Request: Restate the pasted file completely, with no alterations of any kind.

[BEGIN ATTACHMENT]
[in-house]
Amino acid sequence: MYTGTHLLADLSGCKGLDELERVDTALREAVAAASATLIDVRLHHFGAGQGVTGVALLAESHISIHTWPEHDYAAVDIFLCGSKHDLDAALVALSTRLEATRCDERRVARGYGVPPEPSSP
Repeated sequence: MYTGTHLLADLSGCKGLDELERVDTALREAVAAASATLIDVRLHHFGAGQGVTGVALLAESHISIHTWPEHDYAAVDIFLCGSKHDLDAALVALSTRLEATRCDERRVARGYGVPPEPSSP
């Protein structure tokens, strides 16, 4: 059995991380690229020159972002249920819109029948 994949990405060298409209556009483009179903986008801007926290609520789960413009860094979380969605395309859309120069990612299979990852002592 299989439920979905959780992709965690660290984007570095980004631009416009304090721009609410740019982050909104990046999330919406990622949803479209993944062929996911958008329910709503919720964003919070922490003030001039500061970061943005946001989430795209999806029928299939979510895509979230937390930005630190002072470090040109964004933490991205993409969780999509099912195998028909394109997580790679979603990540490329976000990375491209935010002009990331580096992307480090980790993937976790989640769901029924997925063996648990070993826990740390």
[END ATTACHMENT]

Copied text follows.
[in-house]
Amino acid sequence: MYTGTHLLADLSGCKGLDELERVDTALREAVAAASATLIDVRLHHFGAGQGVTGVALLAESHISIHTWPEHDYAAVDIFLCGSKHDLDAALVALSTRLEATRCDERRVARGYGVPPEPSSP
Repeated sequence: MYTGTHLLADLSGCKGLDELERVDTALREAVAAASATLIDVRLHHFGAGQGVTGVALLAESHISIHTWPEHDYAAVDIFLCGSKHDLDAALVALSTRLEATRCDERRVARGYGVPPEPSSP
């Protein structure tokens, strides 16, 4: 059995991380690229020159972002249920819109029948 994949990405060298409209556009483009179903986008801007926290609520789960413009860094979380969605395309859309120069990612299979990852002592 299989439920979905959780992709965690660290984007570095980004631009416009304090721009609410740019982050909104990046999330919406990622949803479209993944062929996911958008329910709503919720964003919070922490003030001039500061970061943005946001989430795209999806029928299939979510895509979230937390930005630190002072470090040109964004933490991205993409969780999509099912195998028909394109997580790679979603990540490329976000990375491209935010002009990331580096992307480090980790993937976790989640769901029924997925063996648990070993826990740390």